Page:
Preparing My Heart with Gladness

This Saturday, as we prepare for worshiping our God tomorrow, I can’t help but think of the first verse of Psalter #348:

With joy and gladness in my soul

I hear the call to prayer;

Let us go up to God’s own house

And bow before Him there.

How glad and joyful I am that I can go to God’s house! Why am I so happy, you ask? Why is it such a good thing to go to church? How joyful can it really be to go and worship?

Let’s think about it this way. We are busy as beavers Monday through Saturday: school, work, family, friends, relationships—all of these things demand our attention and care. We are always thinking ahead to what we have to do next, or when this is going to happen, or who we are going to see here. It’s as if our minds are clocks wound up tightly and we just have to cruise on full speed ahead the whole week long. Now, it’s Saturday, and we finally have a chance to relax, slow down, and not worry about all those things! God has set aside a day for us to rest from all of the things of this world that we are always busy with because He omnisciently knows that is the best way for us. He loves us so much that He gives us a full 24 hours to dwell on Him and His words instead of being consumed by everything that takes us away from Him. Think about that for a minute. How amazing is it, that right from the beginning of creation, God set aside the Sabbath for that very reason? In His perfect plan, God gave us our Sundays for such a blessed rest—therefore, I am joyful!

Not only am I glad because I get a chance to rest, but going to the Lord’s house also means that I will be hearing the preaching, the very words of Christ spoken to me. I have much to learn yet about who God is, and every Sunday, Christ commands me to learn more about Himself. Through His mouthpiece (the minister) Christ tells me how to walk my antithetical walk; He instructs me in so many things, and for this I am so glad! How else would I gain knowledge and wisdom?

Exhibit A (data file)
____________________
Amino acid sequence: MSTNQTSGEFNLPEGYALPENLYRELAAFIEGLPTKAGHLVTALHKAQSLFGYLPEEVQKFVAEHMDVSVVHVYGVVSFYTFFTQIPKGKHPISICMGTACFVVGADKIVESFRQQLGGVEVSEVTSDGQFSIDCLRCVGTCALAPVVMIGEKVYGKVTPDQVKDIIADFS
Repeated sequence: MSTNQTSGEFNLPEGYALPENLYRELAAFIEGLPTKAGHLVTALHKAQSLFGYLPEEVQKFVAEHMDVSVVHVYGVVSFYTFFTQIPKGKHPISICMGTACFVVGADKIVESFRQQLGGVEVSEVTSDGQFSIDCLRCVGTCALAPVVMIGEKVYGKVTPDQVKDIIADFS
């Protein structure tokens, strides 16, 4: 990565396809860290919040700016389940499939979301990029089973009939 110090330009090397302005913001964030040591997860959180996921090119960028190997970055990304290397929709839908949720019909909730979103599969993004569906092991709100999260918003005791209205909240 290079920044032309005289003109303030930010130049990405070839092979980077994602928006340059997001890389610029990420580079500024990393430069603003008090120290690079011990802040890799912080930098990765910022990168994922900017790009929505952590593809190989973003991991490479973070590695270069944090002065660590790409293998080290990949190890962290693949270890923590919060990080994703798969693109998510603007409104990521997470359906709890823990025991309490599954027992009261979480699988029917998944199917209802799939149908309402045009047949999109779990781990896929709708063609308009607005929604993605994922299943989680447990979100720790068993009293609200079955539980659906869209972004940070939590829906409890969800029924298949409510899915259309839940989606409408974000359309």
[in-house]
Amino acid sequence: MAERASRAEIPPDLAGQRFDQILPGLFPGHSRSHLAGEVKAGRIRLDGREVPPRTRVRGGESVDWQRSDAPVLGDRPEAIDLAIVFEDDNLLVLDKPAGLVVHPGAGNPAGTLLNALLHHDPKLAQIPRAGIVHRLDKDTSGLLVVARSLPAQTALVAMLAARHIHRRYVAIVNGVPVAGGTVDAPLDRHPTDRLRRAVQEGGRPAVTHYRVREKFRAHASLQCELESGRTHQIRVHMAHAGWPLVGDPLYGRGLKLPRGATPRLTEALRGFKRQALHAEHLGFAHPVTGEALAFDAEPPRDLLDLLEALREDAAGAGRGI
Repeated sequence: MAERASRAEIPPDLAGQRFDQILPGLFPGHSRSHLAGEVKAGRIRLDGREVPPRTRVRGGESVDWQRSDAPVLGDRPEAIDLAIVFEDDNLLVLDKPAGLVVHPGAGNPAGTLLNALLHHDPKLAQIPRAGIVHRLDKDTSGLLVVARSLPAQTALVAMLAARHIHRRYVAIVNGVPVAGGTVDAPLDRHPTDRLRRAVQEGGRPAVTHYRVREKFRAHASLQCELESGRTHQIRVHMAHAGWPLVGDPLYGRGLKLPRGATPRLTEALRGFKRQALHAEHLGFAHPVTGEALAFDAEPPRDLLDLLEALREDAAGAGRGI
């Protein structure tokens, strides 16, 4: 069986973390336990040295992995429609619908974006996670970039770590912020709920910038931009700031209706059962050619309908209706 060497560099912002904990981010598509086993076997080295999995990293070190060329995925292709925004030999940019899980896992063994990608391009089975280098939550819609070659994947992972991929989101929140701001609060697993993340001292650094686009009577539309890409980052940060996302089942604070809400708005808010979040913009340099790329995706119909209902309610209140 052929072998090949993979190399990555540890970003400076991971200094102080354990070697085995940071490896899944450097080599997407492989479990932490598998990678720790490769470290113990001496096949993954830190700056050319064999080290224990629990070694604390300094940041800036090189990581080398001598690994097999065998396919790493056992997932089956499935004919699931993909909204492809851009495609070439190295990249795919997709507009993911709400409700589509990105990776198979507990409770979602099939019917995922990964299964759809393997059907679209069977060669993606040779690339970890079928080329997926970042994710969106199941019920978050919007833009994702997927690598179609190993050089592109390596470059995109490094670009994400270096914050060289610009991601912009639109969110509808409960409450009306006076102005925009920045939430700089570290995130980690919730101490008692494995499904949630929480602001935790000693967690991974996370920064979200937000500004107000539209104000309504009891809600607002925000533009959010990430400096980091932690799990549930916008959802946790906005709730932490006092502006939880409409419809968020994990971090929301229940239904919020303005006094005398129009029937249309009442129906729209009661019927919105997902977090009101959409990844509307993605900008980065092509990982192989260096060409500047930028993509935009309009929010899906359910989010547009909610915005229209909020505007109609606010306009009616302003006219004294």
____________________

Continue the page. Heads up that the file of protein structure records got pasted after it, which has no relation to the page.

Going up to my Father’s house is a wonderful experience as it brings me comfort as well. I am reminded week after week that I am saved. I have a Father who was willing to send His only begotten son to die—for me and my abominable sins. So often our busy lives Monday through Saturday can be exhausting, often leaving us in grief and despair. How am I supposed to get through it all? What does everything even matter anymore? And then we come to church, where we hear once again that we can lay our burdens on God, and He will take care of us. There is no doubt: “The LORD is my shepherd; I shall not want.” Being reminded of this constant safekeeping makes my heart glad, so glad! It is such a joy to prepare for worship knowing that my dry and aching soul will be refreshed once again.

So, when you are traveling to your worship services tomorrow, be glad and joyful! You are going to hear your Father speak to you! You are taking a break from all the worrisome things of life! You have the opportunity to drink in the fellowship with God’s people and be refreshed once more! God loves you, cares for you, and has given you a day to enjoy and praise Him in!

“Who is so great a God as our God?” Psalm 77:13

Grace Medema

Hail, the Incarnate Deity

Sometimes I think lyrics to most songs go in one ear and out the other. This, of course includes our hymns and songs of praise to God. Too often, I think we read and sing off the lyrics to the songs we sing in church, or even at home or in the car, without really thinking about what those words really mean. I may sound like your high school choir teacher, but let’s really think about the words to some of these songs, especially this Christmas season.

This struck me while driving in my car tonight, listening to a Christian Christmas station I had found. Like usual, I found myself singing along to the ones I knew when “Hark, The Herald” began to play.  I have always loved the line of that song “Veiled in flesh, the Godhead see. Hail, the incarnate deity,” but I found myself thinking carefully about all the words of that song and what they were saying about the birth of Christ.